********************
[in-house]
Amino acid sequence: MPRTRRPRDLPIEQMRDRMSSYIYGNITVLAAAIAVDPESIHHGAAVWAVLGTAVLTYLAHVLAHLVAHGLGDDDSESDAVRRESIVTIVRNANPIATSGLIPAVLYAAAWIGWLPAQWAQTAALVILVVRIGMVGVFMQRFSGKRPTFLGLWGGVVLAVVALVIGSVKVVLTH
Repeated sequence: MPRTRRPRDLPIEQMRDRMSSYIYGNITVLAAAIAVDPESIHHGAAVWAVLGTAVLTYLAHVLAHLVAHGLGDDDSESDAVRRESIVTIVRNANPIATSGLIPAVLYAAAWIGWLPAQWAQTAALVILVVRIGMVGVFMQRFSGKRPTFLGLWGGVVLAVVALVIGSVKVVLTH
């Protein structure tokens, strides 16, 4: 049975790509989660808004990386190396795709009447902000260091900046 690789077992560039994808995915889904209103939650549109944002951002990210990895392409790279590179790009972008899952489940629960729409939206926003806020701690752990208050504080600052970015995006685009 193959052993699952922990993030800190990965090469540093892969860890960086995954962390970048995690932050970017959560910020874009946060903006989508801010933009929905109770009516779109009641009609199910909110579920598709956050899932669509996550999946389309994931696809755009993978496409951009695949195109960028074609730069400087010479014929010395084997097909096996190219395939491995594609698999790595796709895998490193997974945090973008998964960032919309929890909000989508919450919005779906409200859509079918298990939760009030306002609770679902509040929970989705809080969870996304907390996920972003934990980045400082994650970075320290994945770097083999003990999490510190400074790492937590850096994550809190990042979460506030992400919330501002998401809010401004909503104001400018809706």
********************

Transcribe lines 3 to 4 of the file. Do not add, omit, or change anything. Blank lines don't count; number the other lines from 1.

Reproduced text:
Repeated sequence: MPRTRRPRDLPIEQMRDRMSSYIYGNITVLAAAIAVDPESIHHGAAVWAVLGTAVLTYLAHVLAHLVAHGLGDDDSESDAVRRESIVTIVRNANPIATSGLIPAVLYAAAWIGWLPAQWAQTAALVILVVRIGMVGVFMQRFSGKRPTFLGLWGGVVLAVVALVIGSVKVVLTH
């Protein structure tokens, strides 16, 4: 049975790509989660808004990386190396795709009447902000260091900046 690789077992560039994808995915889904209103939650549109944002951002990210990895392409790279590179790009972008899952489940629960729409939206926003806020701690752990208050504080600052970015995006685009 193959052993699952922990993030800190990965090469540093892969860890960086995954962390970048995690932050970017959560910020874009946060903006989508801010933009929905109770009516779109009641009609199910909110579920598709956050899932669509996550999946389309994931696809755009993978496409951009695949195109960028074609730069400087010479014929010395084997097909096996190219395939491995594609698999790595796709895998490193997974945090973008998964960032919309929890909000989508919450919005779906409200859509079918298990939760009030306002609770679902509040929970989705809080969870996304907390996920972003934990980045400082994650970075320290994945770097083999003990999490510190400074790492937590850096994550809190990042979460506030992400919330501002998401809010401004909503104001400018809706």